Gary’s unedited blog
Sat 13th July
First day with out my life partner, lover, best friend.
Ginette is going ahead to Bolivia by bus so she can do a Spanish language course. I saw off off last night on a shabby bus, she has to spend god knows how many hours/days on this thing but it doesn’t look like it’s going to be much fun
When we saw the type of bus she had booked she could have elected to still come with me by bike, but she had her heart set on this language course so she bit the bullet. It was sad leaving her with tears in her eyes and asking me to stay safe.
This morning my ride out of the city was the usual city mayhem, a distraction for me was stopping at the Ferrateria hard ware stores in search of cooking gas, After lots of stops I found a camping/ gun shop and purchased two bottles.
The ride for the first 25 miles was just a hard slog, after that I had a few miles of bad hard shoulder and sand to navigate. But after about 30 miles the road and habitation changed. I now have a long flat straight road route 9 with no hard shoulder but the traffic is so light I am able to cruise along the road.
For the last 30 miles there have been no towns, shops, shacks, fuel stations. The only glimpse of life are occasional ranches off to each side and the odd tent village.
The area does have ranches with cattle and horses but the land is not farmed so the fields are full of trees. I have had lots of bird encounters and spotted a few Dead snakes and foxes. It feels like I am cycling off into a real wilderness
Shopping this morning I didn’t buy the extra water as I planned to but it on route cold, mistake. I do have water filters so could use the odd cattle lakes and streams but gaining access to these means climbing over private fences and probably getting wet feet in the shallows however I did manage to pass a ranch close to the road with a farmer in sight, so he was kind enough to fill my bottles up.
At one break in a lay-by making a cheese-and onion roll a tanker driver had also pulled over, before he set of he gave me some crackers, local round breads and a can of corned beef.
I have stopped at a fuel station and shop, the first in 30 miles. Tent is up and dinner was rice and veggies plus beers from the shop. As soon as I started cooking I was swarmed by mozzies, I had to put my waterproof coat on for protection and eat in the tent, I hate mozzies but they love me, hence I have loads of bites and I am in for an itchy night.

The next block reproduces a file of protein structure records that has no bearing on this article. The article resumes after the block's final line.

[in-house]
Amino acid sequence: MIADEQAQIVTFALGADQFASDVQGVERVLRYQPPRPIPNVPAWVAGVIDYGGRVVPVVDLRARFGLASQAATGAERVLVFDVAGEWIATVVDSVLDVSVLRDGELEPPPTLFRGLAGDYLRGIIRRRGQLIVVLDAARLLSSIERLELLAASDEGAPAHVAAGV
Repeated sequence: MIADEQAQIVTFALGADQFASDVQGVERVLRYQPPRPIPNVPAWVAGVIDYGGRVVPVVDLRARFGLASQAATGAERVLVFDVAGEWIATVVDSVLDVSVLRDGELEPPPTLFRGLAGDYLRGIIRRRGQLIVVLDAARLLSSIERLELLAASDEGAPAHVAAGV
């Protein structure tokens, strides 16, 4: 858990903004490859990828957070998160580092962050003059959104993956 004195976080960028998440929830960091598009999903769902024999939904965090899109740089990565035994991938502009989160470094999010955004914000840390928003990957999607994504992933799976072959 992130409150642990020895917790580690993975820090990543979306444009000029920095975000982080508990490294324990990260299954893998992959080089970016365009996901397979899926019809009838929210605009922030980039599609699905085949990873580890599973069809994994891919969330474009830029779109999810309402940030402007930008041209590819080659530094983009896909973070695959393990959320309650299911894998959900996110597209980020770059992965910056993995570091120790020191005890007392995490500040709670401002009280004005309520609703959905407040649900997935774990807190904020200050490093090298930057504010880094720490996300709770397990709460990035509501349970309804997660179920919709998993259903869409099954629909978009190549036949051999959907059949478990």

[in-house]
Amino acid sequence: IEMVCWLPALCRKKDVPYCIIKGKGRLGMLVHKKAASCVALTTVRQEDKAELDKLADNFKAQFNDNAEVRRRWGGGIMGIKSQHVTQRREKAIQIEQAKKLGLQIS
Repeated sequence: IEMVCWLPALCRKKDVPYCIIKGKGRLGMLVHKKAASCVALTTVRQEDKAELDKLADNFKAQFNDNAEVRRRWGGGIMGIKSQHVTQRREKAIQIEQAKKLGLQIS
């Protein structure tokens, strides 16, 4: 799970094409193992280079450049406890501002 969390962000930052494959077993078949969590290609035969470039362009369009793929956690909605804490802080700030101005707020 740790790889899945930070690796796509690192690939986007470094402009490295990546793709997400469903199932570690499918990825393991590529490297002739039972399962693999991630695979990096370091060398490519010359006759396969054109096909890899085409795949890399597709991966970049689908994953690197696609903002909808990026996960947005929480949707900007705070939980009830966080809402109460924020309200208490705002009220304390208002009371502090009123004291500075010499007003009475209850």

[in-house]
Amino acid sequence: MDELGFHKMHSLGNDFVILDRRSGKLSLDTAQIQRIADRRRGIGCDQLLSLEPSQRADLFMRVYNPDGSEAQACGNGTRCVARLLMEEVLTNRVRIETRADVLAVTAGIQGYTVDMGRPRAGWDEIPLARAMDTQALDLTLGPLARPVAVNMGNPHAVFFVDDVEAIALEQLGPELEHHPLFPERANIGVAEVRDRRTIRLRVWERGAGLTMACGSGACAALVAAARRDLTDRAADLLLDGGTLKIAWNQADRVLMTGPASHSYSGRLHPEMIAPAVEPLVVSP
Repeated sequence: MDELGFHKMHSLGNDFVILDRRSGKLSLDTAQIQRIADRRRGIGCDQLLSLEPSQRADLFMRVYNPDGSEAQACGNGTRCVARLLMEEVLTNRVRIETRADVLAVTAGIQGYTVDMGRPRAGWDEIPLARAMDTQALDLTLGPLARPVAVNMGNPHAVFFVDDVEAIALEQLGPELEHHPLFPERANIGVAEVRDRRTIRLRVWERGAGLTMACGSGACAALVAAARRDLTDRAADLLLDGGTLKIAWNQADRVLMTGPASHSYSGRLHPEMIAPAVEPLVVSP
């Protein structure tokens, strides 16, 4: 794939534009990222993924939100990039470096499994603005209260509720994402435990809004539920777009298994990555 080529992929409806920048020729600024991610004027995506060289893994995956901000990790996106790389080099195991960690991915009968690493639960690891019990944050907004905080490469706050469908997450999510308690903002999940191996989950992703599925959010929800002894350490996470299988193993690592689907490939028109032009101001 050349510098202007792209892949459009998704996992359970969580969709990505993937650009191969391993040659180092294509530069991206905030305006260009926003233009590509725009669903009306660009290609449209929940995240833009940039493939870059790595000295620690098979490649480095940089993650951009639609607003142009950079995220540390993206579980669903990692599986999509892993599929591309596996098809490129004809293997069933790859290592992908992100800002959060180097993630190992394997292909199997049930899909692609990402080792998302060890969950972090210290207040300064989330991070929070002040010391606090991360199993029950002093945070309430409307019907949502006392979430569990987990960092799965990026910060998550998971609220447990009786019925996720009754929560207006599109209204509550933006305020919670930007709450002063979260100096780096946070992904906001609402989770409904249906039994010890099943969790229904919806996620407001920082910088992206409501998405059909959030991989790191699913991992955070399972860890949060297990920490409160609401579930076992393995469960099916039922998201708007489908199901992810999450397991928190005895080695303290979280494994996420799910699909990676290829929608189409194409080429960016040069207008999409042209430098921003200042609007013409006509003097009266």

Somewhere North East is Ascention.
The chair I have has bust an elastic so I spent some time fiddling with it but became frustrated due to lack of suitable repair kit, hence I just have to take care now whenever I move the chair as one of the legs falls off.
Packing away this morning I decided to try to lay on the air mat to expel the air outside of the tent, only to have a local dog come and think it was play time.
The road is long and flat and mostly in good condition, there is no hard shoulder but the traffic is really light, if I can hear a big waggon behind me when a car is coming the other way I pull over in case he tries to squeeze by.
I have seen lots of animals that don’t know the green cross code, the only living ones are the huge away of exotic birds, wading and birds of prey. There a lot of different fairly large wild mammals around, however these are only evident by there roadside remains.
Some of the road kill today.
A few Large snakes.
An ant eater
What looked like a beaver
What was once a cute possum type mammal
A cow(this one obviously pushed its luck)
I have managed 80 miles without to much effort, just the amount of time riding on flat roads. I set up camp before dark, hiding under some trees by the side of the road. Not sure this was a good plan as I had to clear a load of spiky branches out of the way, plus I have chosen an area that has been grazed so there is no grass under me, however there are footprints of an animal that has been dwellers going here, though I figure it uses it for the shade and I am here for the night. Treading through the deeper grass to get near, stamping and clapping to try to ensure I don’t encounter any snakes. The dead ones I have seen are pretty large so it does put you on edge.
I am hiding in the tent but only because the bloody mozzies have homed in on me again.
Managed to find a fuel station with WiFi so could email chat with Net.
Ornithologist and taxidermist dream day